Our empirical analyses have two steps. First, to verify that compensation peers’ SOP failures indeed catch attention of focal firms’ investors, we show that the focal firms’ prices respond negatively to compensation peers’ announcements of SOP failures. This result suggests that focal firms’ shareholders are attentive to compensation peer firms’ inappropriate pay-setting and express dissatisfaction with focal firms’ choice of an inappropriate benchmark and the resulting executive pay. In particular, we extract compensation peers from the Incentive Lab database and each firm’s SOP votes from Semler Brossy’s annual say-on-pay reports. We calculate the focal firm’s three-day cumulative abnormal market-adjusted return (CAR) around its SOP-failed peer’s annual shareholders’ meeting date. We find that focal firms are more likely to experience a lower CAR when their compensation peers’ SOP failure is severe. Importantly, we find that the R2 of the prediction model (regressing focal firms’ CAR on peers’ voting outcomes and other control variables) is low (13.5 percent), suggesting that investors may have information about the focal firm’s compensation that compensation peers’ voting failure or other characteristics do not fully convey. Hence, boards may learn additional information from CAR.
The second and primary research question is whether focal firms’ directors recognize that a price drop in the three-day window (i.e., around peers’ SOP failure announcements) indicates investor dissatisfaction, consequently leading them to cut CEO compensation. We find that focal firms that experience a more negative CAR subsequently show more significant CEO pay decreases than firms with a less negative CAR. This result is consistent with a feedback effect. Specifically, we find that focal firms experiencing a negative market reaction in the event of their peers’ voting failure reduce CEO pay by more than 12.46 percent (around $1.07 million) in the subsequent year, relative to those with no adverse market-spillover effect. The effect on CEO pay is stronger when the board of directors is more powerful, when proxy advisers hold a negative view of the CEO’s pay, and when the hired compensation consultant is less reputable.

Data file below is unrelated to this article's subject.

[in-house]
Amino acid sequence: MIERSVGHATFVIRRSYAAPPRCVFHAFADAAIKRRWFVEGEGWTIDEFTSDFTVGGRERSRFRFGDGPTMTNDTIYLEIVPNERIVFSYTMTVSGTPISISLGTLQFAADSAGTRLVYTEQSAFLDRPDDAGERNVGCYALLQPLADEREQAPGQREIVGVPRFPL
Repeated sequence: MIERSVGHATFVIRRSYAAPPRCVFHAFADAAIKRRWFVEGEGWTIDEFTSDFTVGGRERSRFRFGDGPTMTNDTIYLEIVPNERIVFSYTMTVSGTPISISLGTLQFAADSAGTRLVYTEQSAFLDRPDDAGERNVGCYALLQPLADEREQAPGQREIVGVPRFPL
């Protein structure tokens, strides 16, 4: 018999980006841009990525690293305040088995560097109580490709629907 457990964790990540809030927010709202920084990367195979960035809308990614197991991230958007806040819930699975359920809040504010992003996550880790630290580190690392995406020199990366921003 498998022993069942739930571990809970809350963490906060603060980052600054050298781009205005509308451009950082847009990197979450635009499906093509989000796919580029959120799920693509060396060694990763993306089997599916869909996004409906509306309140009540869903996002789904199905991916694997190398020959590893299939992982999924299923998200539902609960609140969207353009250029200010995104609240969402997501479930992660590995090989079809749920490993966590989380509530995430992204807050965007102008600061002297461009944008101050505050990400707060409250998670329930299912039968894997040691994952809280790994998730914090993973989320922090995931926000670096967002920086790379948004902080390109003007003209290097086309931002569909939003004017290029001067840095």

Investors should reward (punish) directors who learn information about investors’ opinions of CEO pay from stock prices. Among firms that have experienced adverse price reactions around peers’ bad governance event, the focal firm board’s decision to cut CEO pay in the following year could increase shareholders’ satisfaction and hence lead to more favorable shareholder votes in elections for incumbent directors. We find that directors who cut their CEO’s pay following the price drop receive more voting support from investors than other directors, supporting the notion that investors reward directors who demonstrate shareholder-friendly behavior and monitor firm management.
Overall, our study documents a market-spillover effect within the SOP voting scenario. We further provide evidence in support of the learning-from-prices channel. The findings of our study contribute to the literature on the impact of the feedback effect in the stock market and are useful to regulators in evaluating the effectiveness of the rule that mandates periodic SOP voting.
This post comes from C.S. Agnes Cheng at the University of Oklahoma’s Price College of Business, Iftekhar Hasan at Fordham University, Feng Tang at the University of Macau, and Jing Xie at the University of Macau and Hong Kong Polytechnic University’s School of Accounting and Finance. It is based on their recent paper “Market Feedback Effect on CEO Pay: Evidence from Peers’ Say-on-Pay Voting Failures” available here.